My stomach dropped at the word 'die'. It terrified me. Nevertheless, I tried to remember. "I don't know," I whispered. 
Guardian stiffened beside me. "I've only ever known one case where a death has not appeared..." he muttered, his eyes widening. 
Stephen grimaced. "Yes. That was the only one. Up until now." He sighed, shaking his head.  "I better find The Elders." He disappeared in an instant. Guardian huffed, and dragged me towards a different set of gates. 
"You'll stay here whilst The Elders discuss the matter of the fact your death is not accounted for," Guardian stated, unlocking the rusted copper gates before me. "Welcome to Purgatory." Slowly, clouds started to part as I took steps further, further inside the mysterious land that was unveiling before me. My bare feet skimmed jagged objects the texture of rocks. My nose inhaled the intoxicating scent of salt water. My hair flew around my face as a cold, harsh breeze greeted me. I shut my eyes, taking in the sensations surrounding me. 
I then opened them, and the setting of a beach was before my eyes. There should have been golden sands, a clear ocean, and smooth rocks in pastel shades. However, the sand was grey and gritty, the ocean was black and polluted, and the rocks looked exactly as they felt: ragged and coarse. Beaches are supposed to be heaven, yet this one was hell. A place in between the two, I suppose. That's what it was, and that's where I was: Purgatory.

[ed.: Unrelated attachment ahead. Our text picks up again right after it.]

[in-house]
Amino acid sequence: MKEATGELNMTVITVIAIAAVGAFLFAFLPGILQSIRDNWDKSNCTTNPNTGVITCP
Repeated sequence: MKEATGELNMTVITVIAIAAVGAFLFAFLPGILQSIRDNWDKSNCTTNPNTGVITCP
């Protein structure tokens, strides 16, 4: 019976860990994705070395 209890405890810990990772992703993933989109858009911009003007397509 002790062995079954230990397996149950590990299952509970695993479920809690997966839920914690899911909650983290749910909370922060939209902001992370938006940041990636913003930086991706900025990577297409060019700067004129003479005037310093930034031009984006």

I turned around to face the guard, expecting some explanation on what to do there. Where could I find nourishment, activity? But the guard had disappeared, and I was left standing on my own, uncertain of what my next step should be. 
I didn't know what to do. What I was doing. How I was feeling. Anything. I was...numb. Tears slowly starting filling my eyes, and I collapsed onto the sand into a heap of pure fear. What was going on? I stayed like that for a while, just quivering, completely lost. Yet common sense slowly started ticking into my brain, and I sat up, surveying  the shore. All the camping trips that I'd been on with Mum could actually come in useful, even though at the time it had most definitely not been on my list of fun activities. Mum. I let out a small sob; for I knew that I wouldn't see her again. Trying to distract myself from the dismal thoughts, I peered even closer at the beach. There was driftwood, shells and of course the ugly rocks. A plan started whirring in my brain. Two pieces of driftwood crafted together could be a make-do fishing rod, for whenever I got hungry. The creature inside the shell would be bait. The rocks rubbed together would provide fire: an essential element for survival. The plan relied on the hope that was fish in the ocean, though. If there weren't any...I decided to cross that bridge when I came to it.